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RPG – Open Access for All

January 30, 2012

IBM is announcing today that Rational Open Access: RPG Edition (aka RPG OA) is being included, at no extra charge, with the RPG ILE compiler and runtime. The PTFs which enable this support are expected to be available on February 14. By May 8, you will no longer be able to get the original product. This removes any price for people to develop with, or use, RPG OA. The product details are these: 5733-OAR will no longer be available. The capability will be integrated into 5761-WDS for 6.1, 5770-WDS for 7.1, and into the base operating systems for each of those releases.

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Why is IBM doing this? To put it simply, we listened to what the community wanted and needed. Over the years, IBM has produced many technologies to help clients modernize their applications. Some of these came out as parts of existing products. Others were products on their own. In the almost two years since RPG OA became available, while many vendors and developers took the plunge into the new Open Access waters, the community kept encouraging IBM to make this technology a base part of modern RPG.

Modernization, as I have written before, should be an expected step in the lifecycle of an application. Businesses invest in software with the intent that it will last a long time, but in the world of information technology, computer science is always making advances, so owners of any long-lived piece of software should plan that the solution will need updates to take advantage of new capabilities, and provide functions in ways which were not considered, or not feasible, when the application was first written.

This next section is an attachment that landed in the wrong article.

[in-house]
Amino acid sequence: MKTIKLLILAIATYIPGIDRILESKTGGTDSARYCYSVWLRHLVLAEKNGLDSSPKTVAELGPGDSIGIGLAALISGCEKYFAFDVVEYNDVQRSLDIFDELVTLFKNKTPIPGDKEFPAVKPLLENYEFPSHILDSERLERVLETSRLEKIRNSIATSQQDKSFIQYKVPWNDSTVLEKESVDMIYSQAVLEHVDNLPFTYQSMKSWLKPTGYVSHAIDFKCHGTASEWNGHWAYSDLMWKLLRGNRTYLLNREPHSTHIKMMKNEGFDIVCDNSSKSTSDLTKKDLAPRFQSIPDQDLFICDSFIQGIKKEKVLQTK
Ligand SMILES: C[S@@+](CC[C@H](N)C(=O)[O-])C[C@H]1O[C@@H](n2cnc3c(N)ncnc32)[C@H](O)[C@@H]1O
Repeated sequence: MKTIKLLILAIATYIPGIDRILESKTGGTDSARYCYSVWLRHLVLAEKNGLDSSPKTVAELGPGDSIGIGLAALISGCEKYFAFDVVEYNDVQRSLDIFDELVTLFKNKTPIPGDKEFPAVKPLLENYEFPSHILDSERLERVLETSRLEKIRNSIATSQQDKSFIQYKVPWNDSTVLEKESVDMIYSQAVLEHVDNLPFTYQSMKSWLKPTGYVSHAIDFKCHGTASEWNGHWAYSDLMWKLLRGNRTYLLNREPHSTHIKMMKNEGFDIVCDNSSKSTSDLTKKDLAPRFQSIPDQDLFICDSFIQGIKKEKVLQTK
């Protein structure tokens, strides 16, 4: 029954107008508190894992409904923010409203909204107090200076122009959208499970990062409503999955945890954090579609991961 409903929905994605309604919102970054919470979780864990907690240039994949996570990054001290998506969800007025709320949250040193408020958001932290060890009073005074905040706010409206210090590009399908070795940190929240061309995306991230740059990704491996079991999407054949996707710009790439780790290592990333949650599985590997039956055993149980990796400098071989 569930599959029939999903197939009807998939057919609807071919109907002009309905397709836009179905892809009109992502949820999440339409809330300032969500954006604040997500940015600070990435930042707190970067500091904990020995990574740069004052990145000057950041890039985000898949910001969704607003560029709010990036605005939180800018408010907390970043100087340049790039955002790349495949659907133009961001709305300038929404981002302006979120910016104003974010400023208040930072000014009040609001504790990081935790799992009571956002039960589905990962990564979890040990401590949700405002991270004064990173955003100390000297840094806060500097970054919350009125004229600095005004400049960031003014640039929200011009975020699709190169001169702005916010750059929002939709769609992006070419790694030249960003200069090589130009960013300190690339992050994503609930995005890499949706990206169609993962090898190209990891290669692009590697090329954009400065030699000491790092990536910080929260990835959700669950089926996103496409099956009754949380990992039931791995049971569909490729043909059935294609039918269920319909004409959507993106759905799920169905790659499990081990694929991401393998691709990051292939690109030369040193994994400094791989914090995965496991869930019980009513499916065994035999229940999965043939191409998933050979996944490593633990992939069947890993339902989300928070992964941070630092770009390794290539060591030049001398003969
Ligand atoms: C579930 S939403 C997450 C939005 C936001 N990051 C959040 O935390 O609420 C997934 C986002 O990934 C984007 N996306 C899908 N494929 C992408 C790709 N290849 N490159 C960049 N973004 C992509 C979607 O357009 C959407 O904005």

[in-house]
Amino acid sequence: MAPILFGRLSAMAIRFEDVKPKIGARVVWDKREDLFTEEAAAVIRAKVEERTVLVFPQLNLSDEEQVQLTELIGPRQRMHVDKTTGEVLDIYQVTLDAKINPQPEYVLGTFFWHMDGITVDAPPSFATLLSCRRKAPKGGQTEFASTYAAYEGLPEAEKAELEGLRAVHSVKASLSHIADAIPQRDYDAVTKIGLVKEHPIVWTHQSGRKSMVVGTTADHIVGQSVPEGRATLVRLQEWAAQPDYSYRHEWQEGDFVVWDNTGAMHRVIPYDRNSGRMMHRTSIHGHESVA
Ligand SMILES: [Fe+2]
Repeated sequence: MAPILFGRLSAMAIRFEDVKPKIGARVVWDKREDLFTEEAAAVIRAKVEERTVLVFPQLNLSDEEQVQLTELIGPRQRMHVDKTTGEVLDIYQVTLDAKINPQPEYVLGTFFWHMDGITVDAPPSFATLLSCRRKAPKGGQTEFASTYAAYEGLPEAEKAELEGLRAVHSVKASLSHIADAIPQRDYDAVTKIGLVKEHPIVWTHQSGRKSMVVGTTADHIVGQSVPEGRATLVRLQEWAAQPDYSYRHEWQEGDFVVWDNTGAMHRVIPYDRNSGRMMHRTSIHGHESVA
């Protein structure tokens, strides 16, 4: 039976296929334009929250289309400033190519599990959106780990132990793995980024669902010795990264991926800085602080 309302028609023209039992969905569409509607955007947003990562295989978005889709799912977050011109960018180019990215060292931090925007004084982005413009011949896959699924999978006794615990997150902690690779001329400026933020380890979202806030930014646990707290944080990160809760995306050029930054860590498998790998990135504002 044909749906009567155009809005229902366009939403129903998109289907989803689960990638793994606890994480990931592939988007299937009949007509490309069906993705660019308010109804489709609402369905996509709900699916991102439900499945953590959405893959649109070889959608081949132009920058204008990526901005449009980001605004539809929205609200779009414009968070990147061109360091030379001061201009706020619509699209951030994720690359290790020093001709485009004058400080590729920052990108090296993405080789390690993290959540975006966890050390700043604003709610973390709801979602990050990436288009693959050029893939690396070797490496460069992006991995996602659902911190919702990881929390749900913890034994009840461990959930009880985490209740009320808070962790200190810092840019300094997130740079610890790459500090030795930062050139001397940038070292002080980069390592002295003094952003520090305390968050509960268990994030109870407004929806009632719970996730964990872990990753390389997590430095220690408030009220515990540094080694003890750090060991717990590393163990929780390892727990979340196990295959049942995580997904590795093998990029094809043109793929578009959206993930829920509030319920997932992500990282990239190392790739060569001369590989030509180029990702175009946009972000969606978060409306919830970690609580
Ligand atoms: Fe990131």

There are many tools to use when modernizing an application, and no single tool can do everything. In the IBM i world, the tool which received the greatest attention over the past couple of years has been RPG OA. (I won’t get into the technical details here, since there have been several helpful articles with that material - Jon & Susan’s blog, for example.) Several vendors built excellent tools and solutions around it, while others stayed away, in part because the RPG OA “handler” technology would not be available on all customer machines. It became clear that RPG OA could have a more significant beneficial effect on RPG modernization as a capability available to anyone who uses RPG, rather than to a subset.

I appreciate all the time that various members of the community have spent discussing RPG OA with us over the past couple of years. It was initially designed with input from several members of our ISV Advisory Council, as well as other influential people in the RPG & IBM i community. I also appreciate the people inside IBM, both IBM i technical people as well as IBM Rational technical and business people who evaluated the customer input and took this step.

There is more to be done with RPG OA, and I am excited about the direction it is taking. While it’s not a panacea, it is a very helpful tool to have in your modernization toolbox.

So, what do you think? Have you used RPG OA yet? Have you used a vendor’s product built on it? If not, are you more likely to do so now that it is essentially universally available? I’d be happy to hear your comments. After all, it was comments and discussion from the community which helped make this change possible. And that’s one thing I really enjoy about working with IBM i – having a community filled with people who care enough about the platform to share their ideas and opinions.

 

Twitter: #ibmi, #IBMRational @Steve_Will_IBMi

 

Posted January 30, 2012| Permalink

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